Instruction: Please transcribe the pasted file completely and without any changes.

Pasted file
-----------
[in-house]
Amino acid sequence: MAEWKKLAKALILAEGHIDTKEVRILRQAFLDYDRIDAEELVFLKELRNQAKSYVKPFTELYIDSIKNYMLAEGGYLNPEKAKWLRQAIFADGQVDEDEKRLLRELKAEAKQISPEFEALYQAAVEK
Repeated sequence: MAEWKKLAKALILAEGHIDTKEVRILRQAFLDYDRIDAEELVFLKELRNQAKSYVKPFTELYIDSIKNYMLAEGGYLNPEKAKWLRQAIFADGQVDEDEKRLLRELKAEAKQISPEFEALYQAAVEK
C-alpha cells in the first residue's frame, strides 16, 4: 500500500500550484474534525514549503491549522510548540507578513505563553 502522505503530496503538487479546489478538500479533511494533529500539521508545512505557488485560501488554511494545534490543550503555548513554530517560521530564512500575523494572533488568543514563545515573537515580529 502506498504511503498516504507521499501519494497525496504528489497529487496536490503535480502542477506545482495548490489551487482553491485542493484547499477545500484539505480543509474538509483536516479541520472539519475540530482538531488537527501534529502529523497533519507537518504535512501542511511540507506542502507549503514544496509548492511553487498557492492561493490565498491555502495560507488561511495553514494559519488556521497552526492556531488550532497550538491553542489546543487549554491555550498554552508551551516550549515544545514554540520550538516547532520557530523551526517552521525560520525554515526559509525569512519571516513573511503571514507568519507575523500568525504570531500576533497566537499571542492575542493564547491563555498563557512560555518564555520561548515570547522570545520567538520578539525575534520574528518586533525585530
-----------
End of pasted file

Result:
[in-house]
Amino acid sequence: MAEWKKLAKALILAEGHIDTKEVRILRQAFLDYDRIDAEELVFLKELRNQAKSYVKPFTELYIDSIKNYMLAEGGYLNPEKAKWLRQAIFADGQVDEDEKRLLRELKAEAKQISPEFEALYQAAVEK
Repeated sequence: MAEWKKLAKALILAEGHIDTKEVRILRQAFLDYDRIDAEELVFLKELRNQAKSYVKPFTELYIDSIKNYMLAEGGYLNPEKAKWLRQAIFADGQVDEDEKRLLRELKAEAKQISPEFEALYQAAVEK
C-alpha cells in the first residue's frame, strides 16, 4: 500500500500550484474534525514549503491549522510548540507578513505563553 502522505503530496503538487479546489478538500479533511494533529500539521508545512505557488485560501488554511494545534490543550503555548513554530517560521530564512500575523494572533488568543514563545515573537515580529 502506498504511503498516504507521499501519494497525496504528489497529487496536490503535480502542477506545482495548490489551487482553491485542493484547499477545500484539505480543509474538509483536516479541520472539519475540530482538531488537527501534529502529523497533519507537518504535512501542511511540507506542502507549503514544496509548492511553487498557492492561493490565498491555502495560507488561511495553514494559519488556521497552526492556531488550532497550538491553542489546543487549554491555550498554552508551551516550549515544545514554540520550538516547532520557530523551526517552521525560520525554515526559509525569512519571516513573511503571514507568519507575523500568525504570531500576533497566537499571542492575542493564547491563555498563557512560555518564555520561548515570547522570545520567538520578539525575534520574528518586533525585530